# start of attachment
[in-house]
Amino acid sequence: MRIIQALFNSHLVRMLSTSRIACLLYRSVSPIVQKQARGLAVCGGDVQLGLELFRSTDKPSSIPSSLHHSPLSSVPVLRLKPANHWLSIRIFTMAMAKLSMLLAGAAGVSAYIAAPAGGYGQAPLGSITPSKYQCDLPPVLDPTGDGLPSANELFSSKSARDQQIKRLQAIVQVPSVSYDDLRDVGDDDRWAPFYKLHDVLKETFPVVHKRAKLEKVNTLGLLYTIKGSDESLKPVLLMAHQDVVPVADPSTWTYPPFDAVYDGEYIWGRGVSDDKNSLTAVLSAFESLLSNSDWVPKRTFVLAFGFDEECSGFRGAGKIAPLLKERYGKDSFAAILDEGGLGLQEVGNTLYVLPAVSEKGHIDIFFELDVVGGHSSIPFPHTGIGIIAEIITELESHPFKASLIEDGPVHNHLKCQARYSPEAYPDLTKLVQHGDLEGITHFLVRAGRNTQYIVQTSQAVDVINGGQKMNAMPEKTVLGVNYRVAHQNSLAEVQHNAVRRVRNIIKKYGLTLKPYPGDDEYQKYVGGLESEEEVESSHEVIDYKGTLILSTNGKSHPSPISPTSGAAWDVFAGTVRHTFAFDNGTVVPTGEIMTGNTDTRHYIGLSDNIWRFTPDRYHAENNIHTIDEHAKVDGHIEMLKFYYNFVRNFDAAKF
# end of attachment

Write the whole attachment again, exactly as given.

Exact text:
[in-house]
Amino acid sequence: MRIIQALFNSHLVRMLSTSRIACLLYRSVSPIVQKQARGLAVCGGDVQLGLELFRSTDKPSSIPSSLHHSPLSSVPVLRLKPANHWLSIRIFTMAMAKLSMLLAGAAGVSAYIAAPAGGYGQAPLGSITPSKYQCDLPPVLDPTGDGLPSANELFSSKSARDQQIKRLQAIVQVPSVSYDDLRDVGDDDRWAPFYKLHDVLKETFPVVHKRAKLEKVNTLGLLYTIKGSDESLKPVLLMAHQDVVPVADPSTWTYPPFDAVYDGEYIWGRGVSDDKNSLTAVLSAFESLLSNSDWVPKRTFVLAFGFDEECSGFRGAGKIAPLLKERYGKDSFAAILDEGGLGLQEVGNTLYVLPAVSEKGHIDIFFELDVVGGHSSIPFPHTGIGIIAEIITELESHPFKASLIEDGPVHNHLKCQARYSPEAYPDLTKLVQHGDLEGITHFLVRAGRNTQYIVQTSQAVDVINGGQKMNAMPEKTVLGVNYRVAHQNSLAEVQHNAVRRVRNIIKKYGLTLKPYPGDDEYQKYVGGLESEEEVESSHEVIDYKGTLILSTNGKSHPSPISPTSGAAWDVFAGTVRHTFAFDNGTVVPTGEIMTGNTDTRHYIGLSDNIWRFTPDRYHAENNIHTIDEHAKVDGHIEMLKFYYNFVRNFDAAKF